Meditations
EquityZen's Blog On Startups and Their Economics

Behind the Scenes: EquityZen tackles "If I joined Uber After College"

Nat Disston | June 13, 2014




With all of the hype around Uber and their newly announced $18.2 Billion valuation following the $1.2 Billion (both 'with a B') investment last week, I wanted to dig deeper than the headlines and analyze what this valuation would mean if I had joined Uber right out of college.

I am 24 years old and graduated in May 2012.

Where to Start:

We'll need to determine a few data points around the company's valuation at the time of my employment as well as my estimated equity compensation package.

To back-solve these figures we can look at public filings and make some assumptions about Uber's financials on the day I start, including:

1) Uber's valuation
2) Uber's share price
3) Uber's 409A valuation, or my exercise price [more on the 409A here]
4) Uber's shares outstanding

Also, I'll be using Uber's present day valuation (which, if you hadn't heard yet, is $18.2 Billion

My Equity Compensation Package:

In college, I studied finance and business. I likely got an entry level Operations or Business Development role (I am currently Business Development at EquityZen, so my estimates are accurate so far). Wealthfront has a great tool for salary and equity compensation ranges based on basic metrics like this. So, I'm an entry level Business Development guy at a company with over 100 employees in the Bay Area. Let's say I got 1 "basis point" or 0.01% in Equity compensation over the next 4 years. We can safely assume I am receiving  ISO's that will vest over 4 years with a 1 year cliff. 

To cross check the accuracy of my equity comp estimate, let's look at its total value. Thanks to VC Experts, we know that in November 2011, Uber raised $39 million at a $316 million post-money valuation. Investors paid $14.18 per share, implying that there were ($316,000,000 / $14.18 = 22,284,908) shares outstanding at the time. Therefore my .01% stake was "worth" .01% * $316M = $31,600 and I would have been issued .01% * 22.28M shares = 2,228 shares.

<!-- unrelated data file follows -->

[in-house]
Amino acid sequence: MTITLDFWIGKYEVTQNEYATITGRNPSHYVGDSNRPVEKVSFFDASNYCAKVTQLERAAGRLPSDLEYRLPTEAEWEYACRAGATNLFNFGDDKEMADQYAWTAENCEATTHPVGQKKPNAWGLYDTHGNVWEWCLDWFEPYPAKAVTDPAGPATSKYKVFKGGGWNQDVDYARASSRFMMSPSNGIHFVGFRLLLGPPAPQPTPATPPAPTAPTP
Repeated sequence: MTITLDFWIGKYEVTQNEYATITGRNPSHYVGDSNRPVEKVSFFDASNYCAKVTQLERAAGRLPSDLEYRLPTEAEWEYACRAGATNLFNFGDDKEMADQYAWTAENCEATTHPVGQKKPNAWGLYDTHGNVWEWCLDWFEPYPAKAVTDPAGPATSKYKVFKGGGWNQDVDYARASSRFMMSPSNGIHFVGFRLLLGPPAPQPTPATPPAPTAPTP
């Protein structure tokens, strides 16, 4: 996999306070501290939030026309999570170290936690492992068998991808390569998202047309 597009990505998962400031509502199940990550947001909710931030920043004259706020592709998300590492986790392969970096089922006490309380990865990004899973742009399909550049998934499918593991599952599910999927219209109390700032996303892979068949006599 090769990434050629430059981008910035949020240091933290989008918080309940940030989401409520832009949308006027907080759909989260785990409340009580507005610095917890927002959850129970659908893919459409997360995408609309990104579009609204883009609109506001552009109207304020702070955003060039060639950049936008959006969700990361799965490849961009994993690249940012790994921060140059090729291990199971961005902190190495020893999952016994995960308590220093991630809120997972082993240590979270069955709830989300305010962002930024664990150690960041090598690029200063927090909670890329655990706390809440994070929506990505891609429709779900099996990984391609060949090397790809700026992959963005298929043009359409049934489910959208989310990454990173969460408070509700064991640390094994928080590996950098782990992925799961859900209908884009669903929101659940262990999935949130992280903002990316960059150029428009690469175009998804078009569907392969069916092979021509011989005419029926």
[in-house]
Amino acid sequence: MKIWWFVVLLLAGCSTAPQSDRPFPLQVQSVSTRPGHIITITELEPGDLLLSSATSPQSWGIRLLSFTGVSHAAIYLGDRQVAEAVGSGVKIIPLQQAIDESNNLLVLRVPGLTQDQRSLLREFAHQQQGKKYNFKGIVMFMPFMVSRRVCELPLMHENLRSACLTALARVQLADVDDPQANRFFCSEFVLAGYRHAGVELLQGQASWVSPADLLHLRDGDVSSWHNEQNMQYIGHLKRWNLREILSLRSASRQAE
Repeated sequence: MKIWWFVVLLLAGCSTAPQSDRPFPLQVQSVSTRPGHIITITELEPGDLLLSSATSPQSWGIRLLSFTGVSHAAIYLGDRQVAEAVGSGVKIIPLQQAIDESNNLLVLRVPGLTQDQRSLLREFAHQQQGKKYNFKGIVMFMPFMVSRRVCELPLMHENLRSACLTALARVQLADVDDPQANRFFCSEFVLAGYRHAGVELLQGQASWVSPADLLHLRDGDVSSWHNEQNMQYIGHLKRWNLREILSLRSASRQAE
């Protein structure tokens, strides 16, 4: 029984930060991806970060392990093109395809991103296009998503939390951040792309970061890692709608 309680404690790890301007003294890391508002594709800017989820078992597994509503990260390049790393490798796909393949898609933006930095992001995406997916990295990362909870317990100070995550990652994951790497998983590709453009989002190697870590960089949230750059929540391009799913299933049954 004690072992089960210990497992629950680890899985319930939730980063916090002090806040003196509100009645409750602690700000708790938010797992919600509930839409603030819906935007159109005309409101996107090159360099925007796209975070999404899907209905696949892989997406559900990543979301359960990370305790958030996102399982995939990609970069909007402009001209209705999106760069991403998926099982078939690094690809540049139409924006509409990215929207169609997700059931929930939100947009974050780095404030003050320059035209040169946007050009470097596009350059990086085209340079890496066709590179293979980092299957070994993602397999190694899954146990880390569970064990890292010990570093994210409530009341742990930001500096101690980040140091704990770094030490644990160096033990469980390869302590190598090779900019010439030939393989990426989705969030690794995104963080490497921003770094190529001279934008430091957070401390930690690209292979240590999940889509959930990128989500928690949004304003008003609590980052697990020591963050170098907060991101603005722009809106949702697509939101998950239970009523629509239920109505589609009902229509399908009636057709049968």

As for my strike price: VC Experts also reported that Uber's 409A share price as of 9/26/11 was $0.07/share.

My Net Worth...on Paper:

Now we have a good estimate on my equity package, so here's the fun part. 

Let's fast forward two years to today. A couple of things have happened since I was issued .01% of the company:

1) Uber raised $258M in August 2013 at a $3.5 Billion valuation (result: dilution)
2) Uber raised $1.2B in June 2014 at a ~$18 Billion valuation (result: dilution)
3) Uber conducted a 10:1 stock split (result: I own 10x as many shares as I used to, but so did everybody else)

How do I calculate my net worth? Remember I've only vested half of my shares thus far (as per the 4-year vesting schedule). To value those shares:

Initial grant: 2,228 shares
Vested shares: 0.5 * 2,228 = 1,114 shares
Stock split: 10:1 ---> 10 * 1,114 = 11,140 shares

I've vested just over 11,000 shares. And Uber raised $1.2 billion at $62.0522 per preferred share. Holy appreciation! I'm worth.... $691,000?!



What's more, if I were to continue working at Uber for another 2 years and vest the second half of my equity (another 11,140 shares) I would have what today is valued at $1,382,000. Look mah, I'm a millionaire!

Now What?

The cost to exercise my options is fairly nominal. My initial exercise price was $0.07 per share. Accounting for the 10:1 stock split that's $0.07 / 10 = $0.007. To exercise my options I will need to spend a whopping $0.007 * 11,140 = $77.98.

However, there are some less exciting realities around exercising my options including the Alternative Minimum Tax. This is a story for another time, but in short the AMT requires me to include in my taxes the financial gain of my exercised shares, which is calculated as the spread between my exercise price ($0.007) and the Fair Market Value ($62.05). That's a pretty big spread and something worth looking into for anyone receiving equity compensation, whether you're 'worth' $691K or not.





comments powered by Disqus

Back to blog homepage

Stay up to date

I've got equity

I'm an investor

Search the Blog

We've partnered with Wealthfront to provide our clients with sophisticated, low-cost investment management services.

Full terms: here

Tags

Recent Posts


Check out our Knowledge Center for more resources.